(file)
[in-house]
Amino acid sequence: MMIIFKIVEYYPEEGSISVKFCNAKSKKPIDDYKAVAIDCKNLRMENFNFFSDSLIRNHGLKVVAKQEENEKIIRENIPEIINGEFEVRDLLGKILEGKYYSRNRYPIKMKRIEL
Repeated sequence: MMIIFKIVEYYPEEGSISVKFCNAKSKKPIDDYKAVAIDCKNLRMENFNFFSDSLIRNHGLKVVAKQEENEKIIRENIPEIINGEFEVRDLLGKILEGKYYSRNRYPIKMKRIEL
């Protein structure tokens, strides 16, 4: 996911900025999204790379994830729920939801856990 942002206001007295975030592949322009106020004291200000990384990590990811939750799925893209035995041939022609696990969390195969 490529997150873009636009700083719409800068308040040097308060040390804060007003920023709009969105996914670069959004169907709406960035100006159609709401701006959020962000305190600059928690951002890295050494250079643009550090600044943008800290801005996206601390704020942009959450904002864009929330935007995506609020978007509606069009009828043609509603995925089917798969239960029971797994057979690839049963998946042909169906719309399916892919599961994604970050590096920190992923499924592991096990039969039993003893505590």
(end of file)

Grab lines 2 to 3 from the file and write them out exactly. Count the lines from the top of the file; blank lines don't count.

Amino acid sequence: MMIIFKIVEYYPEEGSISVKFCNAKSKKPIDDYKAVAIDCKNLRMENFNFFSDSLIRNHGLKVVAKQEENEKIIRENIPEIINGEFEVRDLLGKILEGKYYSRNRYPIKMKRIEL
Repeated sequence: MMIIFKIVEYYPEEGSISVKFCNAKSKKPIDDYKAVAIDCKNLRMENFNFFSDSLIRNHGLKVVAKQEENEKIIRENIPEIINGEFEVRDLLGKILEGKYYSRNRYPIKMKRIEL